AMD Launches Next Radeon VII GPU, the World's First 7nm GPU

AMD Launches Next Radeon VII GPU, the World's First 7nm GPU

Along with the 7nm GPU AMD is also filling the Radeon VII with a huge amount of video memory, and that means a full 16GB of HBM2 - way more than even the RTX 2080 Ti.

Similarly, Su showed off benchmark tests on Battlefield V, Fortnite, and Strange Brigade running 25 to 42 percent faster compared with the Radeon RX Vega 64. Damn, this AMD Radeon VII is just layers upon layers of clever.

Here's the Radeon VII in the flesh.

- Radeon 7 will have up to 30% better performance over the RX Vega 64 in content creation workloads like Blender and up to 60% better for OpenCL. The company's new Radeon VII GPU is its second generation Vega Graphics core, with features like Async Compute, Rapid Packed Math and Shader Intrinsics.

The high-end GPU boasts 60 compute units running at up to 1.8 GHz.

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The Radeon VII will serve as a more direct competitor to Nvidia's RTX 2080 model and will retail for the same price of $699.

If it can match the performance of the RTX 2080, however, Nvidia has already established that you can charge up to $800 for such a card.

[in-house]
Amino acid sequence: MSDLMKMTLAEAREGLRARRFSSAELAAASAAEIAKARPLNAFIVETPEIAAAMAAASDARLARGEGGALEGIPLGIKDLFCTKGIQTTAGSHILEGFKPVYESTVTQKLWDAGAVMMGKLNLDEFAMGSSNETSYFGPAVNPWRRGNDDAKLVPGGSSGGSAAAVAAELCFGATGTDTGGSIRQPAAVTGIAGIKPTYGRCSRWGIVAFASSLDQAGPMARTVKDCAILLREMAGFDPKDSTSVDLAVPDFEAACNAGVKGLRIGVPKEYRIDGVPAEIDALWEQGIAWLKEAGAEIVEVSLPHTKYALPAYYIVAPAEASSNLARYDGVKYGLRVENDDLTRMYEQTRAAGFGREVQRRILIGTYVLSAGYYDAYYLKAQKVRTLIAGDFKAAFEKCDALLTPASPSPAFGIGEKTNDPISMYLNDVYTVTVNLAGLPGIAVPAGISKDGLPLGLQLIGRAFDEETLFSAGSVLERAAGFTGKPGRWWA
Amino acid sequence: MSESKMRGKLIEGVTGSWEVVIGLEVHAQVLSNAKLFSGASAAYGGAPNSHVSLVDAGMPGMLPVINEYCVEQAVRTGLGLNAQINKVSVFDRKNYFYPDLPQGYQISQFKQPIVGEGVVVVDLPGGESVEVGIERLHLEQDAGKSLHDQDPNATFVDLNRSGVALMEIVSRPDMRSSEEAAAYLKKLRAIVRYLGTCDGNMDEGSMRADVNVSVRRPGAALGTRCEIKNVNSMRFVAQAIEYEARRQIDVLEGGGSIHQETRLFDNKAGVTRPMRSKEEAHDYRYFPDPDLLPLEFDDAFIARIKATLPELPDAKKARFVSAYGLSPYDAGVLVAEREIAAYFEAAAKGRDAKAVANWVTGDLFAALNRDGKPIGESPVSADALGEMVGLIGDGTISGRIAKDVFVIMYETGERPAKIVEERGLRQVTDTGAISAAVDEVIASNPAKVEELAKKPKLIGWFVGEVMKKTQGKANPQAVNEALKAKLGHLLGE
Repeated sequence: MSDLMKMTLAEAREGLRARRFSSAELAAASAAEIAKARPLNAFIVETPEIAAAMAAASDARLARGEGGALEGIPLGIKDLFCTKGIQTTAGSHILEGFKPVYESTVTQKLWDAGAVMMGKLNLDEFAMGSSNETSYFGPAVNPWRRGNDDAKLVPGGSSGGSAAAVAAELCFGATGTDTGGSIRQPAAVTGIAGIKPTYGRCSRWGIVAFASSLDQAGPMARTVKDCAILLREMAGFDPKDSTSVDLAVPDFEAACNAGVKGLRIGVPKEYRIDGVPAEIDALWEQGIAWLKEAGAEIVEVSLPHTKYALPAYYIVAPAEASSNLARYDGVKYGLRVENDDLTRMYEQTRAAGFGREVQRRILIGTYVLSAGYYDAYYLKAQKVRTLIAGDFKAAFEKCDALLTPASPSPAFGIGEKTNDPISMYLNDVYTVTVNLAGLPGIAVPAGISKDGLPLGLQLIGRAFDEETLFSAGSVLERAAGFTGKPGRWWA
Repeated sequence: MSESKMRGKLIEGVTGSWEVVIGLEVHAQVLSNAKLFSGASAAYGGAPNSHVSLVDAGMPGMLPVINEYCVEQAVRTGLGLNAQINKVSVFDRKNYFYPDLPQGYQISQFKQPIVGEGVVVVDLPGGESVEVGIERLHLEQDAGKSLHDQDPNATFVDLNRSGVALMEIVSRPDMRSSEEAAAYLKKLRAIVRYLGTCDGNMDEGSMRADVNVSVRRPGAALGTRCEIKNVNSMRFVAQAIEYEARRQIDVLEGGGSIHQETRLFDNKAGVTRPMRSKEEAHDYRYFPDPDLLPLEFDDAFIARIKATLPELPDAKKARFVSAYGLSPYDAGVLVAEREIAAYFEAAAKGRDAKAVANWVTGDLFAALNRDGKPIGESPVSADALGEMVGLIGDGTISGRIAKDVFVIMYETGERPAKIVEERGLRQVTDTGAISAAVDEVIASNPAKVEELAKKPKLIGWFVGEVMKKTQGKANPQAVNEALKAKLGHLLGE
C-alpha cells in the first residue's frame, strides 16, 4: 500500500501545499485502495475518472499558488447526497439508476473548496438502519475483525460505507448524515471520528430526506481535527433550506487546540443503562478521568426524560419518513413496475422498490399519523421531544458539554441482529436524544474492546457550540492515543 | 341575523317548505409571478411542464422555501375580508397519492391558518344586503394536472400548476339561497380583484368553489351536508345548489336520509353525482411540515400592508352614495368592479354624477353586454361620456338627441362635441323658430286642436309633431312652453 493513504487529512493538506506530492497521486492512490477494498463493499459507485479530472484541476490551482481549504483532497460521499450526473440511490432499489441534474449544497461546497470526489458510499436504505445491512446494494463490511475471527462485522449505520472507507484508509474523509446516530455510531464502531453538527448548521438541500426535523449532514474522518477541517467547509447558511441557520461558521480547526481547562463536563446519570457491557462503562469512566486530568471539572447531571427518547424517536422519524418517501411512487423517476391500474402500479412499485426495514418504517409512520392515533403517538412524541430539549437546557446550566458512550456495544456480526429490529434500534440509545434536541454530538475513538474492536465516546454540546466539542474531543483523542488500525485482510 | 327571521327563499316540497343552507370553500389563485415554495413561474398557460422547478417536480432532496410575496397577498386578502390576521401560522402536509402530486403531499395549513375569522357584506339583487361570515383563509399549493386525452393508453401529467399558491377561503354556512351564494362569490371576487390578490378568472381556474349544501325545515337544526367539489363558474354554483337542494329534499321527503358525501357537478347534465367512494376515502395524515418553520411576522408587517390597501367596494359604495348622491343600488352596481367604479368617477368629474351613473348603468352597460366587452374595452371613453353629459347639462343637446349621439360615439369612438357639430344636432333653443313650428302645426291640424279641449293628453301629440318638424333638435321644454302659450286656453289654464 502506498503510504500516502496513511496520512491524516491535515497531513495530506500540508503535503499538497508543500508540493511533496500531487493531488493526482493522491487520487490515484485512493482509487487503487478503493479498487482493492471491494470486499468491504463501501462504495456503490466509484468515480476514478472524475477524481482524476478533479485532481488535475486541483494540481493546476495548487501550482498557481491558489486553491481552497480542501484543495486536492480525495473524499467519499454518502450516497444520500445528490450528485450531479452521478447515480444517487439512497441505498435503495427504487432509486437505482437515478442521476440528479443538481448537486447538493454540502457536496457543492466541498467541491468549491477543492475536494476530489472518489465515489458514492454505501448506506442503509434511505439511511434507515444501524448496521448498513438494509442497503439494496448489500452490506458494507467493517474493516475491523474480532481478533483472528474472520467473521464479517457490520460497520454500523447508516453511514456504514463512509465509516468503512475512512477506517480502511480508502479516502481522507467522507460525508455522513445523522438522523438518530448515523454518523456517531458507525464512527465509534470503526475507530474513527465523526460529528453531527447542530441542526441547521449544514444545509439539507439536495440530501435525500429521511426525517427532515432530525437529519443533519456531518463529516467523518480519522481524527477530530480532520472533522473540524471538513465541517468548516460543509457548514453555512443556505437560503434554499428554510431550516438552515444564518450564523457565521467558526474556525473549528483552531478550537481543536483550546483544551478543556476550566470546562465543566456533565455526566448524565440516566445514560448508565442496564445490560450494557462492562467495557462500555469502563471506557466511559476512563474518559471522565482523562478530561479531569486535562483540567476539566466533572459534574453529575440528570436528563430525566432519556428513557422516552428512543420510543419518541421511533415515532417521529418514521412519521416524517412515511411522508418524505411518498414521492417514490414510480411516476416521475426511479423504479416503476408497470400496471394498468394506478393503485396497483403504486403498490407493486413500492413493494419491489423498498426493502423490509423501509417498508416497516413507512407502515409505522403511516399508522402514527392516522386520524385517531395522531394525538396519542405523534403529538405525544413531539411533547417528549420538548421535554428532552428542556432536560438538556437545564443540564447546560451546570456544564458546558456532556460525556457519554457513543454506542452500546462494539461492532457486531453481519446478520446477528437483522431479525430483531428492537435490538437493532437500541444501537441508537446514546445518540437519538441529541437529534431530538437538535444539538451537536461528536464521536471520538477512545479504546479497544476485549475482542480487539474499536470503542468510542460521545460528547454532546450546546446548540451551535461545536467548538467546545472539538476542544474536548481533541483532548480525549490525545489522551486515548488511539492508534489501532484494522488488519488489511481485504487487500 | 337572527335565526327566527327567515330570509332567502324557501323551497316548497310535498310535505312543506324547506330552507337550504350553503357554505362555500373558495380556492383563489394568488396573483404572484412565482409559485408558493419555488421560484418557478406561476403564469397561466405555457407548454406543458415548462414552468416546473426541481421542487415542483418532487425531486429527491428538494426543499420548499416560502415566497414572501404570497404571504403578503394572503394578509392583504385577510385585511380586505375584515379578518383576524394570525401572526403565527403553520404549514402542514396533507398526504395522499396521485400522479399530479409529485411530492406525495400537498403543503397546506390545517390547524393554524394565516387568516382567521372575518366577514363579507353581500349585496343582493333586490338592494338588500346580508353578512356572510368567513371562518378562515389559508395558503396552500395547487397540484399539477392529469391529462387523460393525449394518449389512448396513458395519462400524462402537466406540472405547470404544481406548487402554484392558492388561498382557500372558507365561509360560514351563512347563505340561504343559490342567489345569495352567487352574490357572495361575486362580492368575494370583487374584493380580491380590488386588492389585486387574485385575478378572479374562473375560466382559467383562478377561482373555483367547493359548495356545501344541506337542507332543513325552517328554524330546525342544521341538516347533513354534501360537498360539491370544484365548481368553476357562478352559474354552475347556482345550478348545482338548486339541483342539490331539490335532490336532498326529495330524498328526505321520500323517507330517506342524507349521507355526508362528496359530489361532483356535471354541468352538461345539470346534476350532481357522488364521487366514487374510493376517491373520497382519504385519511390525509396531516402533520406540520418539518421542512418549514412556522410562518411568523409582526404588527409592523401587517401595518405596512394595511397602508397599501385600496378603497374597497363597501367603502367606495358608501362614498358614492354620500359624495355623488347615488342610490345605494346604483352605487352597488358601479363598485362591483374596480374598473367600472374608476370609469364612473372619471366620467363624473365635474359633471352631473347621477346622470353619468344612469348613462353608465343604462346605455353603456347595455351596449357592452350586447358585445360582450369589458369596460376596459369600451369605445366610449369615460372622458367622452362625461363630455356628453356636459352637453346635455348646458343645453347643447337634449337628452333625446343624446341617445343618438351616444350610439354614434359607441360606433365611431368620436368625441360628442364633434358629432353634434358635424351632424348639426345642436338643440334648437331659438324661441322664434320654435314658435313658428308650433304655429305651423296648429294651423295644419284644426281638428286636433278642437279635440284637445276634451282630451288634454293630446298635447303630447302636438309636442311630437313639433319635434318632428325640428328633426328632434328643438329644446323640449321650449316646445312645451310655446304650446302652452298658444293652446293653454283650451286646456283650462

Already divulged to some extent at the Next Horizon technology event in November 2018, Dr. Su used the considerable platform of CES to reaffirm that third-generation Ryzen chips are on track for a mid-2019 release.

Said surprise wasn't any firm announcement on Navi - most informed commentators know it's too far off to talk about at a huge trade show such as CES - but rather news that a new, high-performance Radeon is to be made available next month - February 7, in fact. All things being equal Far Cry 5 and Battlefield V both generally favour AMD GPUs thanks to their history with its GCN architecture. Indeed, the chip maker has just announced its 3d gen Ryzen desktop processors, which will be the first consumers CPUs using the company's 7nm process node.

To this end, Dr. Su recapped on the significant strides made by the consumer Ryzen and server-focussed Epyc processors, built on an all-new architecture and connectivity fabric created to scale easily to 32 cores and 64 cores, respectively, bringing more compute per socket to both ecosystems than ever before. So, still no news as to when that little beauty is going to make an appearance, but we're still betting on Computex, around the same time as the new AMD Ryzen 3000 CPUs...

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